As the chart below shows, this year’s results are as mystifying as ever. Express Scripts had the highest overall drug trend, but the lowest specialty trend. Prime Therapeutics had a negative traditional trend, but the highest specialty trend. And so on.
Alas, the top-line figures don’t tell the full story, because of methodology and data presentation differences. As I noted last year, a PBM’s drug trend report is the bikini of pharmaceutical economics. What it reveals is interesting, but what it conceals is essential. Read on for the figure-hugging details.
LET THE BATTLE BEGIN
Drug trend measures the change in a plan sponsor’s total prescription drug expenditures—excluding rebates and (sometimes) administrative fees. Here are links to the respective drug trend reports and their nifty titles:
- Express Scripts: The 2013 Drug Trend Report (I discuss this report in Untangling Express Scripts’ 2013 Drug Trend Report.)
Here is a summary of 2013 drug trend for commercial plan sponsors, as reported by each company.
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These reports, while chock full o’ interesting data, are primarily marketing documents, not peer-reviewed research studies. To see what’s really going on, check out this table summarizing the methodology behind the numbers.
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Observations and Methodological Mysteries:
- Specialty Drugs—We don’t know if each company is using the same list of specialty vs. non-specialty drugs. Three PBMs refer to an undisclosed and undefined “specialty drug list.” Express Scripts reported the lowest drug trend (14.1%), but the highest percentage of specialty spending (27.7%). By contrast, Prime reported the highest specialty trend (19.5%), but the lowest percentage of specialty spending (20.5%). Did Express Scripts include lower-priced, quasi-specialty (traditional) drugs in its list? Or did Express Scripts simply manage more specialty business than Prime, whose specialty pharmacy opened only a few years ago?
- Rebates—The drug trend figures exclude manufacturer rebates, so an individual plan sponsor could experience trend results that differ significantly from these published averages. Kudos to Prime for being the only PBM to report a “net ingredient cost” that accounts for manufacturer rebates and administrative fees. Check out Prime’s Fact Sheet on Ingredient Cost.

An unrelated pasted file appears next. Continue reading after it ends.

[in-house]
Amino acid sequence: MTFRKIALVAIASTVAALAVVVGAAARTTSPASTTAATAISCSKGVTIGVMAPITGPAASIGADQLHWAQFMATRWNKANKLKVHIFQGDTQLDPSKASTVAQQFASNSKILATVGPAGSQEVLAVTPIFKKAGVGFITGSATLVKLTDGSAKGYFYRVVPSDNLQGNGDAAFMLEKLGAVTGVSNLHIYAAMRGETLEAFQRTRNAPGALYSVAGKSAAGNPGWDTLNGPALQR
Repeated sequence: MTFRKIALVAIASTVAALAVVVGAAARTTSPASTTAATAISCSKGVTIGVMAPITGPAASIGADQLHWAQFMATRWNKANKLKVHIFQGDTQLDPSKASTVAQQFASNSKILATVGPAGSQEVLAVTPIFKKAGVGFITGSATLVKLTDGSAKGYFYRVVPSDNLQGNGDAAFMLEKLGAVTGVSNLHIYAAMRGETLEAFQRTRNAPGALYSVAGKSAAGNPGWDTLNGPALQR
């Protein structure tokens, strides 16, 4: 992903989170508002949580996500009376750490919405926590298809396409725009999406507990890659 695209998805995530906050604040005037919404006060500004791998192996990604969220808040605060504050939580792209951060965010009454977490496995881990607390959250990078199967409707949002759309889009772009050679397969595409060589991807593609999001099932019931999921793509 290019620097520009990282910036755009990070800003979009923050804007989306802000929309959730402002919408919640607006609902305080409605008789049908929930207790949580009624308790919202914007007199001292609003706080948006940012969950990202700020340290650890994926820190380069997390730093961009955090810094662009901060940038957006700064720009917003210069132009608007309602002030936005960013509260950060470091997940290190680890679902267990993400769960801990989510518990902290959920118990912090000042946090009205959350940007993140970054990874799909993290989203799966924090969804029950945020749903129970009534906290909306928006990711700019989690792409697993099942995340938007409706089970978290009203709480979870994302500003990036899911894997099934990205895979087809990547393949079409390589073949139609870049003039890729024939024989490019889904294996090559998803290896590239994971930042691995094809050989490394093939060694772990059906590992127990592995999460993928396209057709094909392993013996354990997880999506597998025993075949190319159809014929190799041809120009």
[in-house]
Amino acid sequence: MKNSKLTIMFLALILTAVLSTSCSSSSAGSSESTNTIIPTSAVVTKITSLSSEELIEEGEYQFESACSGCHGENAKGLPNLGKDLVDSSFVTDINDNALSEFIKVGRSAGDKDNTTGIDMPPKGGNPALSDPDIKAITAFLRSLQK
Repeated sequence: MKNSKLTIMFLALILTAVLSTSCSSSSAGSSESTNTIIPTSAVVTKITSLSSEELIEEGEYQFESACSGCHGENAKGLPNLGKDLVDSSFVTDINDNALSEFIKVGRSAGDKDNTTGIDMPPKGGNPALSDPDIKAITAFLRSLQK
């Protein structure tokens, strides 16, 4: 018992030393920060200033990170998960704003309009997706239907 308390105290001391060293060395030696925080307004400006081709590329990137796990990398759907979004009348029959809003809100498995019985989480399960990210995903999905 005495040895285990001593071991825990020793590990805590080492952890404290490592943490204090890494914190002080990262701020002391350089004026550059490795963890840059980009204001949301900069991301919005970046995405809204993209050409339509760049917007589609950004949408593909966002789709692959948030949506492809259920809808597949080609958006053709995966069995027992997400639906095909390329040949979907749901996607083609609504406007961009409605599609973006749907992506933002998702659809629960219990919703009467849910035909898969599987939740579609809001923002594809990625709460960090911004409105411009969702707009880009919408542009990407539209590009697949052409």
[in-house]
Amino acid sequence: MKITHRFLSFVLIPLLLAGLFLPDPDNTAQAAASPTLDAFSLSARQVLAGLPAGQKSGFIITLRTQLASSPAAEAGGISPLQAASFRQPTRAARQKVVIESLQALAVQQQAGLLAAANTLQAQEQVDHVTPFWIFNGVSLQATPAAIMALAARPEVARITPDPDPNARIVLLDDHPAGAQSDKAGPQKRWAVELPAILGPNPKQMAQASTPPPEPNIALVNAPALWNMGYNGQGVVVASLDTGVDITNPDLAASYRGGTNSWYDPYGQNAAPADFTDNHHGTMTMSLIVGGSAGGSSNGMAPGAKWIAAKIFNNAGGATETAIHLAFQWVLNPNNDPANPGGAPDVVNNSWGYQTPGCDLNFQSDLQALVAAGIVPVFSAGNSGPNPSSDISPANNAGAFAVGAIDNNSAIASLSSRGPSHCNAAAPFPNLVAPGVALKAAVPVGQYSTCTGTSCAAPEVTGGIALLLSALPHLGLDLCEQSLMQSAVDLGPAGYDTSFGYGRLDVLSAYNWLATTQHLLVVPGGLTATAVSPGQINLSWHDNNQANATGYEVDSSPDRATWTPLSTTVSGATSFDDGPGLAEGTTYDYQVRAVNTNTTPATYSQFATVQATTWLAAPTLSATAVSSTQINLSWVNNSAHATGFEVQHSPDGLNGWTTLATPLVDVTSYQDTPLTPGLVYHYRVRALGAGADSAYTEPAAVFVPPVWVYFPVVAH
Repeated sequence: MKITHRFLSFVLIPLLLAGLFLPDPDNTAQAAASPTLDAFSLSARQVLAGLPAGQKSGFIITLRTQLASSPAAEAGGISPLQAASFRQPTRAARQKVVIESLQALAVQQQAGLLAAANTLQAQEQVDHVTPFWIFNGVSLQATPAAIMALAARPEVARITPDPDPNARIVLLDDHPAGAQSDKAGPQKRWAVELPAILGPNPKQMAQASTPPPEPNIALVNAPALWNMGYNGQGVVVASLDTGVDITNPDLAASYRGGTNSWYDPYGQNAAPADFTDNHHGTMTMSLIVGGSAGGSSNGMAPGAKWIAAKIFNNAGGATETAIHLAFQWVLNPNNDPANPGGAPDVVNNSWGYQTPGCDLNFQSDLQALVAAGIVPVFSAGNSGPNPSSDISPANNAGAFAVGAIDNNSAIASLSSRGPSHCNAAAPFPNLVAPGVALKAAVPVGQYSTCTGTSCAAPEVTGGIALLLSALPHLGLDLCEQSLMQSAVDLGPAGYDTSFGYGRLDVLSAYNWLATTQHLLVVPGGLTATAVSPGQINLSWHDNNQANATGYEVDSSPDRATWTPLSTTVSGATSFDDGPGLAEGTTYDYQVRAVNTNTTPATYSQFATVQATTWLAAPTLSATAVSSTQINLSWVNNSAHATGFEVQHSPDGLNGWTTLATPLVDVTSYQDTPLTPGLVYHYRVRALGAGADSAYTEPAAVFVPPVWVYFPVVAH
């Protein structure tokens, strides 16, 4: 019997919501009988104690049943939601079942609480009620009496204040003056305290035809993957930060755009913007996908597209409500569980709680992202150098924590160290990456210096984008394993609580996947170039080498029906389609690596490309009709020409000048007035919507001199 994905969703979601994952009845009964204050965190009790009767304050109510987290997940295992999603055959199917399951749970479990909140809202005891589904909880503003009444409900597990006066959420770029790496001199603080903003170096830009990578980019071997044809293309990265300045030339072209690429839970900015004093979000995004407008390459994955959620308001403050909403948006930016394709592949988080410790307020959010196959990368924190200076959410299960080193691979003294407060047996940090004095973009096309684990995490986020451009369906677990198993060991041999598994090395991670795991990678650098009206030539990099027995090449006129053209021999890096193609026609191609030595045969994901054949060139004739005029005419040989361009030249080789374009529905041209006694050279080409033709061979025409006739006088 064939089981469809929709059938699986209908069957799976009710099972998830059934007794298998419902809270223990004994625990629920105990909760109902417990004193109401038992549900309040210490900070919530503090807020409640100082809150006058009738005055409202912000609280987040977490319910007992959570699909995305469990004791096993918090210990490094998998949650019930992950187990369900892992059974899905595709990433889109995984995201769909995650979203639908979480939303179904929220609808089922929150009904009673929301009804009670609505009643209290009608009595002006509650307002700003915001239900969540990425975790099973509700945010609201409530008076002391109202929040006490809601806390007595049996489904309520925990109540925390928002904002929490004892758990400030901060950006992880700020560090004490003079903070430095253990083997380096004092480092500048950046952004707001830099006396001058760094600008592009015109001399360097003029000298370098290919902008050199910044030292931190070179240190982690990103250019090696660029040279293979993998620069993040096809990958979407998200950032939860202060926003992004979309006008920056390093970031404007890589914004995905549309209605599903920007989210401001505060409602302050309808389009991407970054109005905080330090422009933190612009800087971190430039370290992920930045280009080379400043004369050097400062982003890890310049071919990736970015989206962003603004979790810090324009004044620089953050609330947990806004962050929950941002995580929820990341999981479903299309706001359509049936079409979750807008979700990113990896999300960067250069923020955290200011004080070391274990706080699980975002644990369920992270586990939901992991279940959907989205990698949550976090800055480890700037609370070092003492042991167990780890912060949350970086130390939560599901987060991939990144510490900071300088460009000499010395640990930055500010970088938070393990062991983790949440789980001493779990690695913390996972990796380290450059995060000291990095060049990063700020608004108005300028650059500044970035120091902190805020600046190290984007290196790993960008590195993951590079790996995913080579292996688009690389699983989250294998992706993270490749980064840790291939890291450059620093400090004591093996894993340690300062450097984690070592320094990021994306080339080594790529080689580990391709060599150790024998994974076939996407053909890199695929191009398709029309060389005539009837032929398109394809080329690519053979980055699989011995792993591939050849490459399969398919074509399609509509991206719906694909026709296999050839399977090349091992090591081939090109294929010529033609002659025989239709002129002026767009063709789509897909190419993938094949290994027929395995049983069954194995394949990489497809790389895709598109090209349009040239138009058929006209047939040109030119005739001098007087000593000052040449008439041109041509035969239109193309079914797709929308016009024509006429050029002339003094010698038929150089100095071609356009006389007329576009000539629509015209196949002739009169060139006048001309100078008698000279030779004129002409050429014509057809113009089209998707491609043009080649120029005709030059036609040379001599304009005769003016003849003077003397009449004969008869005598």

- Sample composition—Express Scripts pools member-level data across plan sponsors for the available months of eligibility. CVS Caremark and Catamaran include only plan sponsors who were clients in 2012 to 2013. Notably, CVS Caremark excluded an unspecified number of outlier clients with “excessive changes to their gross cost PMPM.” Only two PBMs—CVS Caremark and Prime Therapeutics—even bothered to disclose sample sizes.
- Plan Type—If I read the disclosures correctly, then the top-line trend figures reported above include commercial plan sponsors and exclude such programs as Medicare Part D and Managed Medicaid. But aggregation was probably done differently. CVS Caremark computes figures separately for Employer, Health Plan, Third-Party Administration (TPA), Medicaid, and Medicare Part D. For CVS Caremark, the chart above shows the simple average of the “Employer” and “Health Plan data.” These categories are most comparable to other PBMs’ commercial plan results.
- Undefined Terms—CVS Caremark reports “Gross Trend” and “Net Trend,” but doesn’t bother to define either term in the report. In a private email, CVS Caremark told me: “Gross trend takes into account total prescription cost inclusive of the share paid by the member. Net trend looks only at our clients’ cost minus the member cost share. Neither accounts for rebates.” Hence, the “net” figures are higher than the “gross” ones.
- Taxes and Administrative Fees—As the table above shows, each PBM treats administrative fees and taxes differently.